NLA backs first cannabis bill reading

NLA backs first cannabis bill reading

Agrees to lift curbs, but docs still get say

The National Legislative Assembly has approved the bill on marijuana usage for medical purposes in its first reading but insists that strict controls are still required.

All 145 NLA members, with only one abstainer, unanimously passed the bill at yesterday's session.

The lawmakers agreed with the move to ease restrictions on cannabis and levelling its status from a pure narcotic to prospective medicine. However, they made it clear that an appropriate quantity must be clearly identified only by doctors and researchers.

The members will wait to see complete details of the bill in its final reading after the law is examined by a scrutiny committee, which was set up yesterday.

The committee has been given 60 days to scrutinise the bill before forwarding it back to the NLA for consideration.

The bill was originally designed to contain 17 sections. They mainly involve acceptable possession of marijuana for treatment and a new authority of the Office of the Narcotics Control Board to determine areas of marijuana usage, possession, and plantation areas.

Who can possess cannabis has been already determined, NLA member Somchai Swangkarn said.

They include doctors, traditional Thai practitioners, ministry officials and the Government Pharmaceutical Organisation (GPO). All of them are still required to ask the Public Health Ministry for permission before going ahead with their treatments.

Reportedly, the GPO has invested 120 million baht in a new factory to develop cannabis products for medical usage.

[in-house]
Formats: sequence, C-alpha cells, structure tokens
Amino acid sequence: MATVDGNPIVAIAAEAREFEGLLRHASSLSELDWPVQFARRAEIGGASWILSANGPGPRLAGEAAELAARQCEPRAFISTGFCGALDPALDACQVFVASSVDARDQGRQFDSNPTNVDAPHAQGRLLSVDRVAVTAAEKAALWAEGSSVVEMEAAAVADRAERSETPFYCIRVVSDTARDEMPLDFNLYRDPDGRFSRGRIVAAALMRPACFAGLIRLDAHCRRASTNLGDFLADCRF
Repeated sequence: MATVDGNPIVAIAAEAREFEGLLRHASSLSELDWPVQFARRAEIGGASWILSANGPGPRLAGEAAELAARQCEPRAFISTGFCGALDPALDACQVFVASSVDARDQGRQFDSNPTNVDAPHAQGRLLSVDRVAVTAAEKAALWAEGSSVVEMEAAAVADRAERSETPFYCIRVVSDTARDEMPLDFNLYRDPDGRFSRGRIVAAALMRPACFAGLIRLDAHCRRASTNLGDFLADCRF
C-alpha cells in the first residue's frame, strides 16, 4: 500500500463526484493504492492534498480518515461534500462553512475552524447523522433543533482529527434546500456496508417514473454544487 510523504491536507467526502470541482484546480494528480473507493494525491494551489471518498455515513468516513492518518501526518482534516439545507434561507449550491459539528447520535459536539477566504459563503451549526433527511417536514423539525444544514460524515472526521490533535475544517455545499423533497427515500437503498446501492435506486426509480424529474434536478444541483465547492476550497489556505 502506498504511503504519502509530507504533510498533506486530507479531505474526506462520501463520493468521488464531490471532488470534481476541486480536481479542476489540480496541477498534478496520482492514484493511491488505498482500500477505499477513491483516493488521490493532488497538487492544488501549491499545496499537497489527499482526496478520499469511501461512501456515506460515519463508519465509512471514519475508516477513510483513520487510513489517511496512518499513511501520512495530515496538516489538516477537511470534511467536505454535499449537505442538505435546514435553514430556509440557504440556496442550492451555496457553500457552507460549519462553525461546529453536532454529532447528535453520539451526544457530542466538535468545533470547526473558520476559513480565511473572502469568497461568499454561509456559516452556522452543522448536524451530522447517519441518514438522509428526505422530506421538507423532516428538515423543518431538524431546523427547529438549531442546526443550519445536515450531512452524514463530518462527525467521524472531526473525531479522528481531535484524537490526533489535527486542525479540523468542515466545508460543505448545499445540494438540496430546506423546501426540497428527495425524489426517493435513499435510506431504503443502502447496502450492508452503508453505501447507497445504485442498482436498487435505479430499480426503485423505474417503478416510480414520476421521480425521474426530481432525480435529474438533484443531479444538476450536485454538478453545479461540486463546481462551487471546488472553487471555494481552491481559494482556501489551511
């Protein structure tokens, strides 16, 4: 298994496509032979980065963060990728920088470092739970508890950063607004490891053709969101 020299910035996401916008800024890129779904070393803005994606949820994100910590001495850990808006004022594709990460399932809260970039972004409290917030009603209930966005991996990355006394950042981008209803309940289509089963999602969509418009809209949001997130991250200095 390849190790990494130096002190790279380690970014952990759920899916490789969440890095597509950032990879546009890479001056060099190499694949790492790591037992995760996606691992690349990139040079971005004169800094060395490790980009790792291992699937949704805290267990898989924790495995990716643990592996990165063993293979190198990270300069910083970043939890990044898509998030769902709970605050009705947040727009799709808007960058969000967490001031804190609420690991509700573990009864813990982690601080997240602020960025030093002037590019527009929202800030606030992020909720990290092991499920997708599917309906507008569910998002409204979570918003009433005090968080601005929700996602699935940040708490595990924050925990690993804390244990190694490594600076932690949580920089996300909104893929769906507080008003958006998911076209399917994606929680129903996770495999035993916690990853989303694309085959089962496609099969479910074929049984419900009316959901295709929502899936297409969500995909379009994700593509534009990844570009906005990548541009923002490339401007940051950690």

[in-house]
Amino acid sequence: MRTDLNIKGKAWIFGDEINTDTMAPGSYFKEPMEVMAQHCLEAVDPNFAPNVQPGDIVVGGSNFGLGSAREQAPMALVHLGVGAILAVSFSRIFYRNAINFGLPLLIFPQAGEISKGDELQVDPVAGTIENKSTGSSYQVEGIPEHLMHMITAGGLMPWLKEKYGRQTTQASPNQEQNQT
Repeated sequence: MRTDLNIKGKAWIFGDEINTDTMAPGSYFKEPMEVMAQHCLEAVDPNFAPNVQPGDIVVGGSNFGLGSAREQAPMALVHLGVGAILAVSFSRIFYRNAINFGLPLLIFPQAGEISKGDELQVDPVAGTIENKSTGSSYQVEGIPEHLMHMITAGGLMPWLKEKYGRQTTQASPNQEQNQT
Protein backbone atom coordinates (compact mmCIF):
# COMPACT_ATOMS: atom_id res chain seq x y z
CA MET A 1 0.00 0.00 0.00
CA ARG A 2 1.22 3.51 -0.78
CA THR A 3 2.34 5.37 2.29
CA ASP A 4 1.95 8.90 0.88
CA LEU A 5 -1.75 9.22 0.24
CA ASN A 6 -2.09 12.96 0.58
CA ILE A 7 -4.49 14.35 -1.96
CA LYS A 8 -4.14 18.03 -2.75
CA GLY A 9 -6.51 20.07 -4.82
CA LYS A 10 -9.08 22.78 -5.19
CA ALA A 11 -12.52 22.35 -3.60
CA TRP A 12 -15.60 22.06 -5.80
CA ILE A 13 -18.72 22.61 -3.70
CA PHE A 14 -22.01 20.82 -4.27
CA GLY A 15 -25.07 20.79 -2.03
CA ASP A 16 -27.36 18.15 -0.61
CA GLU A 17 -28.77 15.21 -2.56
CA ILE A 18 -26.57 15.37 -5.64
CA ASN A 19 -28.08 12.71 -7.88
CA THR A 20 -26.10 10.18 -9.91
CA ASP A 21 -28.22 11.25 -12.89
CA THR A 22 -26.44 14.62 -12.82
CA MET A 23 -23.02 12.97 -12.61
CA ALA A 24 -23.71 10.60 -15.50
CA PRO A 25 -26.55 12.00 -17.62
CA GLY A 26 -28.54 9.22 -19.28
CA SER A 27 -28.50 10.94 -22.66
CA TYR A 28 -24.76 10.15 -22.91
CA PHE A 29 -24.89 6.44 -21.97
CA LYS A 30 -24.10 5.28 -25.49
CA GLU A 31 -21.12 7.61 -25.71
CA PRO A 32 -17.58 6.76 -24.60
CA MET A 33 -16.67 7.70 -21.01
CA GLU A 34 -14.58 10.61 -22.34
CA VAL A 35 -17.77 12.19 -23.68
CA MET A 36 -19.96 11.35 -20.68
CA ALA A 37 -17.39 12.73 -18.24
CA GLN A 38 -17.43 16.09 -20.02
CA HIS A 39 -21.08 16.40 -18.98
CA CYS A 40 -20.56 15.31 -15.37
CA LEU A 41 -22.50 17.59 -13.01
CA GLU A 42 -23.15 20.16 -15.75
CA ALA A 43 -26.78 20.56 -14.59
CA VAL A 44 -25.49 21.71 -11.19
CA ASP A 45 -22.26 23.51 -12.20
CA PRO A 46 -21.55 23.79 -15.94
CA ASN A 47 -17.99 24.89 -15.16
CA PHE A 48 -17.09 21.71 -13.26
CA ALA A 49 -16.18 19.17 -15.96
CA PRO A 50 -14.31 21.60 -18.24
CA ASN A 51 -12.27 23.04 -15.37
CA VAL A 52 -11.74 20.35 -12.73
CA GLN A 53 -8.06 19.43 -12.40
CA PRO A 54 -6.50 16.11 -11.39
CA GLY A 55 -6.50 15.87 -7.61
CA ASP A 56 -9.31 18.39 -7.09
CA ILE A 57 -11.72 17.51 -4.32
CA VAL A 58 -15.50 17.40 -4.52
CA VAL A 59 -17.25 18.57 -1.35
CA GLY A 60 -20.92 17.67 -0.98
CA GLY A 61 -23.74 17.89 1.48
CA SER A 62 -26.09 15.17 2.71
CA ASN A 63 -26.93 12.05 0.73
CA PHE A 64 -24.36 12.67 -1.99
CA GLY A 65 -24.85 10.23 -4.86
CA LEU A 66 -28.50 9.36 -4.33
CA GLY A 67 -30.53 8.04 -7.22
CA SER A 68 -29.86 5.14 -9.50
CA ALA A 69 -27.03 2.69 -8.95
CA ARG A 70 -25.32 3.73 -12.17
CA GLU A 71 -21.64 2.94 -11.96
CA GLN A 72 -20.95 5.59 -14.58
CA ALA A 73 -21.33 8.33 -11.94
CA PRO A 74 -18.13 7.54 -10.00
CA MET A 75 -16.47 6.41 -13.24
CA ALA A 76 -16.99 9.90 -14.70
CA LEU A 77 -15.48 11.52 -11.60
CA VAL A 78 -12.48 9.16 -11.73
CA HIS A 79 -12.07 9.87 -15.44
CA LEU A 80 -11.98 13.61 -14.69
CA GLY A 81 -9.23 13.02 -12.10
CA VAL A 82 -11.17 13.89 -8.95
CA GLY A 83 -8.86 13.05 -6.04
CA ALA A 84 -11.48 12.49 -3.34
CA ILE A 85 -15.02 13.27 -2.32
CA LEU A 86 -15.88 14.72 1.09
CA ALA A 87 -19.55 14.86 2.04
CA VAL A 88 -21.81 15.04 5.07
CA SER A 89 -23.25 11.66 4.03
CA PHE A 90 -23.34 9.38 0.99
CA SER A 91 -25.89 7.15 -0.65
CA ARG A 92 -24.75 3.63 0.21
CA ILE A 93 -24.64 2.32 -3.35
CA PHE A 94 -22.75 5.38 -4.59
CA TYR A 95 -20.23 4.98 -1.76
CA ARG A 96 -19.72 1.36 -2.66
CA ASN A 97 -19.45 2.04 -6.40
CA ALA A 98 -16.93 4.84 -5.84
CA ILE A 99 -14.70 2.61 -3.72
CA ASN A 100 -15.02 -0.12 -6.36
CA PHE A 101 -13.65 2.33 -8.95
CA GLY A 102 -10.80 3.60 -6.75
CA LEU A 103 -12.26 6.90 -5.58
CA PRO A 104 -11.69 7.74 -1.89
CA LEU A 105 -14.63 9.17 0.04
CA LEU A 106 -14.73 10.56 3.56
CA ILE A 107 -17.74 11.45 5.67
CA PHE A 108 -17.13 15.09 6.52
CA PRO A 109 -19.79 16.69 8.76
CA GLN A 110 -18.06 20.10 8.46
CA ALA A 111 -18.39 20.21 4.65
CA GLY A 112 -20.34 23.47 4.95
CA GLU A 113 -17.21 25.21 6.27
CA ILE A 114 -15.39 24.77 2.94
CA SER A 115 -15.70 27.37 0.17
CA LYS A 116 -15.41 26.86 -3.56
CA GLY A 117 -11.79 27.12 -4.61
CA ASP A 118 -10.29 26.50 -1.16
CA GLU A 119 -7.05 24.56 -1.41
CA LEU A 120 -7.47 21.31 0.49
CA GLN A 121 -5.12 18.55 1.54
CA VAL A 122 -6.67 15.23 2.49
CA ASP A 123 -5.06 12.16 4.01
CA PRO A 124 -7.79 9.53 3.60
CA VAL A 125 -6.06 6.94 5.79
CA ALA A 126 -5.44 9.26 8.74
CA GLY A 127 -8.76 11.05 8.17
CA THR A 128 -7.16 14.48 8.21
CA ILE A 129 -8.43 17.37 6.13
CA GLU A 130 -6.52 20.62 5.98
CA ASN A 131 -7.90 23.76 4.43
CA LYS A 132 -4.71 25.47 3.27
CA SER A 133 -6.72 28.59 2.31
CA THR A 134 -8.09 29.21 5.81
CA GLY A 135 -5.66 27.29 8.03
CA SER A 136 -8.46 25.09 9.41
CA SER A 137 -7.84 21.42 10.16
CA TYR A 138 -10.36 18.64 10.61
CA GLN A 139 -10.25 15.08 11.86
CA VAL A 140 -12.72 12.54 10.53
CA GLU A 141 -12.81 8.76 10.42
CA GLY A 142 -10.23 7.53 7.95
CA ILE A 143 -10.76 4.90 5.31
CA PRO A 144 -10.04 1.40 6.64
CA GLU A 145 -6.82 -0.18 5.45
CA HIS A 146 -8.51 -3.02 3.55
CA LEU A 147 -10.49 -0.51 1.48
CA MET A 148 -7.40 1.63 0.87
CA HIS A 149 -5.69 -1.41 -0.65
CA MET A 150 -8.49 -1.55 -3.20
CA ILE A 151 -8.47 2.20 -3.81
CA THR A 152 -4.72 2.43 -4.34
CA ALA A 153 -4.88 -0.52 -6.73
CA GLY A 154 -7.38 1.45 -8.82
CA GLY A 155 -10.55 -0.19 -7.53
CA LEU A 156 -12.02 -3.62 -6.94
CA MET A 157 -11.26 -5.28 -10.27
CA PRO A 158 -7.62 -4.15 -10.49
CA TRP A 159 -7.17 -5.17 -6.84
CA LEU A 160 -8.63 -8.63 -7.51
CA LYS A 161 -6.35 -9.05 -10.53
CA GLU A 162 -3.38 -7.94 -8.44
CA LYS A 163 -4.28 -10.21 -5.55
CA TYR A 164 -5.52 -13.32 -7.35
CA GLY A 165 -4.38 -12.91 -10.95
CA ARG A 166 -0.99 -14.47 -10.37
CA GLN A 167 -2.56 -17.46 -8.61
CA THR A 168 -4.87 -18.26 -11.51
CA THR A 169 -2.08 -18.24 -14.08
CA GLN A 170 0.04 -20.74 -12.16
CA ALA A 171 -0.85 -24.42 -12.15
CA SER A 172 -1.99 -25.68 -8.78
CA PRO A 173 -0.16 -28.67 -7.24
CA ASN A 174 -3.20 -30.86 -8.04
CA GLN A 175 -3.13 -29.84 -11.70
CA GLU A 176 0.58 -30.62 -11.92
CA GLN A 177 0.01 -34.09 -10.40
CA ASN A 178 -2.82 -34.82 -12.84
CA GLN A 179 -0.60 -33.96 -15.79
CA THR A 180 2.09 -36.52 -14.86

It has also examined whether it can make use of dried marijuana confiscated by police instead of disposal.

The organisation late last month sent samples of 100 kilogrammes of cannabis seized by the Narcotics Suppression Bureau to examine contaminants in the drugs.

The results, announced yesterday by the Medical Sciences Department, found traces of harmful pesticides, notably chlorpyrifos, as well as heavy metals such as arsenic and mercury, its chief Opart Karnkawinpong said.

This has halted efforts to extract substances from cannabis.

It's good to know the quality of seized drugs, GPO Research and Development Institute chief Nuntakan Suwanpidokkul said, adding the findings clearly show marijuana is not suitable for any further applications.

The GPO wants only pure marijuana extracts for studies and medicine production.

The organisation is planning to study the right marijuana types for those purposes at its compound in Pathum Thani. It is also surveying an area in Chon Buri's Nong Yai district to grow the plant for making medicine on an industrial scale.

Experts said cannabis extract can be used as an alternative liquid medicine that can be sprayed into the mouth to ease pain caused by demyelinating disease.

Researchers are also studying its potential use in combatting cancer.

The move to "unlock" the use of cannabis has gained massive support. Up to 99% of people surveyed on their views about the draft law via a state-run website agreed with the move, Mr Somchai said.


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